Being truthful with your insurance carrier
I’m Katelyn Holub, an attorney focusing on personal injury law in northwest Indiana.
Welcome to Personal Injury Primer, where we break down the law into simple terms, provide legal tips, and discuss topics related to personal injury law.
Today we will discuss the importance of being truthful with your insurance carrier.
Our office frequently consults with people who have suffered a fire loss, theft or other property loss. On every occasion we are asked “do I have to cooperate with my insurance company?” The short answer is “yes”. The long answer is “absolutely yes, you must cooperate.”
It is to your advantage to be completely truthful, no matter how much the insurance company might wear on your patience. When you buy insurance, you and the insurance company enter a contract, which is commonly referred to as an “insurance policy”. Every insurance policy requires complete cooperation in providing information to verify that the loss occurred, and the value of the loss. Every policy requires that you submit your statement of claim and proof of loss under oath. This means you swear to tell the truth under penalty of perjury. If you are untruthful it will give the insurance company grounds to deny your claim.
It is not unheard of for people to report that after answering an insurance adjuster’s questions they feel as if they have been called in to be interrogated by the police. Sometimes requests for financial information or phone records seem to be irrelevant and burdensome. Nevertheless, accurate information must be provided. Moreover, it is important not to take requests for information personally. An insurance company has an obligation to verify that a policy holder is making a legitimate claim.
Unfortunately, some people claim to have property that they never actually owned, or even destroy their own property and then try to collect insurance proceeds. Insurance claim adjusters play an important role in making sure to pay only people who have legitimate claims.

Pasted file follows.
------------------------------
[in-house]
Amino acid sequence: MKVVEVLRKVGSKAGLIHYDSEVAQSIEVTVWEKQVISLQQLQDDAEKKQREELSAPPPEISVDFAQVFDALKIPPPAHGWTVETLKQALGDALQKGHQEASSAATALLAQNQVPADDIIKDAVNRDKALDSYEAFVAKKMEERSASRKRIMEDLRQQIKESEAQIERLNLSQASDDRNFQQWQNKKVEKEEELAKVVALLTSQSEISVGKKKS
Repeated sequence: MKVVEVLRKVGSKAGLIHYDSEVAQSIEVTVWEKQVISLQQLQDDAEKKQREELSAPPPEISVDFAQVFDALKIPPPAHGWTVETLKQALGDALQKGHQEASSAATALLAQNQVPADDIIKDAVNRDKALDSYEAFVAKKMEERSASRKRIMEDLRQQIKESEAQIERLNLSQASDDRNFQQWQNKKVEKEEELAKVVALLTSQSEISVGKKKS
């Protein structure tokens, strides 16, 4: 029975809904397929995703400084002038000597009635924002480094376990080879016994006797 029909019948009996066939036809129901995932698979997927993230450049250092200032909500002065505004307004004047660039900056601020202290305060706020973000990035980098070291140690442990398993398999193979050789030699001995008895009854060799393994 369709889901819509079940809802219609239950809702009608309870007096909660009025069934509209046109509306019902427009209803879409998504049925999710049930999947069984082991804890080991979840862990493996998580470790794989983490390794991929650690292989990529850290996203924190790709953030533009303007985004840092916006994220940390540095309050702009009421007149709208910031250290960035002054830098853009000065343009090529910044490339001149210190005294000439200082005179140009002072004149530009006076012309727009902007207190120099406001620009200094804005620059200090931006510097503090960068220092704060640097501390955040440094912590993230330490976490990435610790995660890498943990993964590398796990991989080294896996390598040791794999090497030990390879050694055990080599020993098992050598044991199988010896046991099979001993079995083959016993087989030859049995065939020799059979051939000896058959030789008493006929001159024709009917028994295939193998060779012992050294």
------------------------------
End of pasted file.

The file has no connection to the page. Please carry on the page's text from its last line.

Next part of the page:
Even seemingly insignificant misreporting of facts, such as not accurately reporting the giver of a gift, or overstating your income, or exaggerating the value of a lost item of property, can inadvertently give an insurance company a basis to question your claim. Consequently, always cooperate and be truthful.
However, and this is very important, you as an insured have rights too. Your rights are many, and too numerous to list now. The bottom line is that an insurance company must act in good faith toward you. You can help make sure that it does act in good faith towards you by documenting everything that the insurance company asks you to do. Keep copies of everything you are asked to turn over to an adjuster, including anything you are asked to sign. If an insurance company records your statement or records a conversation, ask it to preserve the recording in case you later need a copy. Do not hesitate to ask the insurance company to put instructions in writing to you so that there can be no dispute as to anything you are asked to do. Lastly, do not hesitate to give our staff a call if you are at all uncertain about your insurance claim rights and responsibilities. Our staff is always willing to arrange for you to consult with one of our attorneys.
I hope you found this information helpful. If you have questions about your legal rights if you get hurt due to the carelessness of another person, or as a result of substandard medical care, or due to a product defect, construction injury, or any other type of personal injury, please give us a call at (219) 736-9700. You can also learn more about us by visiting our website at www.DavidHolubLaw.com – while there make sure you request a copy of our book “Fighting for Truth”.